All of this activity points to Microsoft letting China run a specific, tailored version of Windows 10 that is not the same one found in the rest of the world.

Microsoft even admitted this, although obliquely. It said in the announcement: "[C&M] will collect feedback from these government customers on their specific use requirements to inform the creation of the successive updates of the government Windows 10 image, which may be developed by the joint organization … [while] recognizing that public sector solutions may differ from technology offered to private sector enterprises and consumers around the world."

One can only wonder what these Windows 10 images and their successive updates will contain.

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Larry Loeb has written for many of the last century's major "dead tree" computer magazines, having been, among other things, a consulting editor for BYTE magazine and senior editor for the launch of WebWeek. He has written a book on the Secure Electronic Transaction Internet ... View Full Bio
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larryloeb
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larryloeb,
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1/4/2016 | 11:01:30 PM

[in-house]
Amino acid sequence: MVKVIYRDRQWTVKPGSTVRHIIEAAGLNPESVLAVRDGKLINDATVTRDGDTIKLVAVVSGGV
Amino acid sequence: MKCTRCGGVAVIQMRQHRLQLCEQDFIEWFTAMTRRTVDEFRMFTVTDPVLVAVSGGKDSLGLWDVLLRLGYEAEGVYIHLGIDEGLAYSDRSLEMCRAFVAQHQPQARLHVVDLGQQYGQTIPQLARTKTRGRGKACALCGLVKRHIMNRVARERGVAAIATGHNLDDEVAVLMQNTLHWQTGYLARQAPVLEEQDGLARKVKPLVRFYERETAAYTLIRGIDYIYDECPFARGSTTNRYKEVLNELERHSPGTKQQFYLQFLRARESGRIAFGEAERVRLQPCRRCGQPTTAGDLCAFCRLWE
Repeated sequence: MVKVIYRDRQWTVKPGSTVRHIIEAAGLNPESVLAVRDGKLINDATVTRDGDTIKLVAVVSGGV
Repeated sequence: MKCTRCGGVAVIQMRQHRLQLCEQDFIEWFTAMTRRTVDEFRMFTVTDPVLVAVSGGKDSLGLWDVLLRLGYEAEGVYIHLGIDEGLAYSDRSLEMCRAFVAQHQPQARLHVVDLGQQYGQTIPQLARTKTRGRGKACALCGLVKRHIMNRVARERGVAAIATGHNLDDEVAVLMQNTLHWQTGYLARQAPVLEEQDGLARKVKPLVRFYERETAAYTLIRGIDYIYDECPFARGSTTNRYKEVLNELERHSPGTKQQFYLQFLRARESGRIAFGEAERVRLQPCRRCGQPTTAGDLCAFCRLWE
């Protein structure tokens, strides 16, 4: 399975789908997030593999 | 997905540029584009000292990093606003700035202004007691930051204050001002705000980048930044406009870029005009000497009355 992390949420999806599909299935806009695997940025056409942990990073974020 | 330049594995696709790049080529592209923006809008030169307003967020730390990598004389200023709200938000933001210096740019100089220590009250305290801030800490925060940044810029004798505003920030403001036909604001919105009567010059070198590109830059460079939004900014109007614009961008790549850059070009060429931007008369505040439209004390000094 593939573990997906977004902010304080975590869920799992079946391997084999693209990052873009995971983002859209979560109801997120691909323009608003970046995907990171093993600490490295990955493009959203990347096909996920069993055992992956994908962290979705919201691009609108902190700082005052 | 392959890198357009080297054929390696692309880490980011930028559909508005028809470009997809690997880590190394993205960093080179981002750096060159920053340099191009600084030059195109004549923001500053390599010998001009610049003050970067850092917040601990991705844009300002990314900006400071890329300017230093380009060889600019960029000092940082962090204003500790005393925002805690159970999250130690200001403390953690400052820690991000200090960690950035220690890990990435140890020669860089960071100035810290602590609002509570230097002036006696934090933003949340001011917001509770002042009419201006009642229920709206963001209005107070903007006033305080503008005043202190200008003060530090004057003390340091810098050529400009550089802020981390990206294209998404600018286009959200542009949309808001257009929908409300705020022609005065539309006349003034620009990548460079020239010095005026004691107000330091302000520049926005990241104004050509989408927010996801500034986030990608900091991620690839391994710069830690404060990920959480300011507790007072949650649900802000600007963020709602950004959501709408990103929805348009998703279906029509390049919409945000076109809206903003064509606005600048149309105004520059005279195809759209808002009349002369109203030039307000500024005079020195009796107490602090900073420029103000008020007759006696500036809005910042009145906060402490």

Re: Wait and See
I don't see it as market research. More like doing a Facebook with the OS rather than an app.
larryloeb
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larryloeb,
User Rank: Author
12/23/2015 | 1:51:11 PM
Re: Wait and See
Interesting question,but one I have no idea about.
larryloeb
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larryloeb,
User Rank: Author
12/23/2015 | 1:28:16 PM
Re: Wait and See
I'll tel the MPAA that.

And Kim Dotcom.

[g]
larryloeb
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larryloeb,
User Rank: Author
12/21/2015 | 8:31:26 AM
Re: Wait and See
Oh yes, Asian markets will be huge if they can get penetration.

But remember, previous Windows were mostly pirated. Win10 is "free", but takes user information as its price.

Will these markets allow MSFT access to this kind of information as the "price" for it? We shall see.
larryloeb
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larryloeb,
User Rank: Author
12/21/2015 | 8:28:53 AM
Re: Wait and See
Legacy software will keep Win10 relevant, despite the other factors. They will need it to use past and future tasks.
larryloeb
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larryloeb,
User Rank: Author
12/20/2015 | 7:20:24 PM
Re: Wait and See
It has been long rumored and never proven that MSFT put a backdoor in Windows 7 and 8.

Or at least told No Such Agency how to get in. And Win10 phones home a lot.

Watch all the comments coming from techies about CISA. I doubt MSFT will say anything.
larryloeb
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larryloeb,
User Rank: Author
12/19/2015 | 10:16:49 AM
Re: Wait and See
I think it will be something more than they will publicly admit to. They did it for the us they'll do it for the Chinese.
larryloeb
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larryloeb,
User Rank: Author
12/19/2015 | 8:44:13 AM
Re: Wait and See
I guess the question is what they traded off for that access.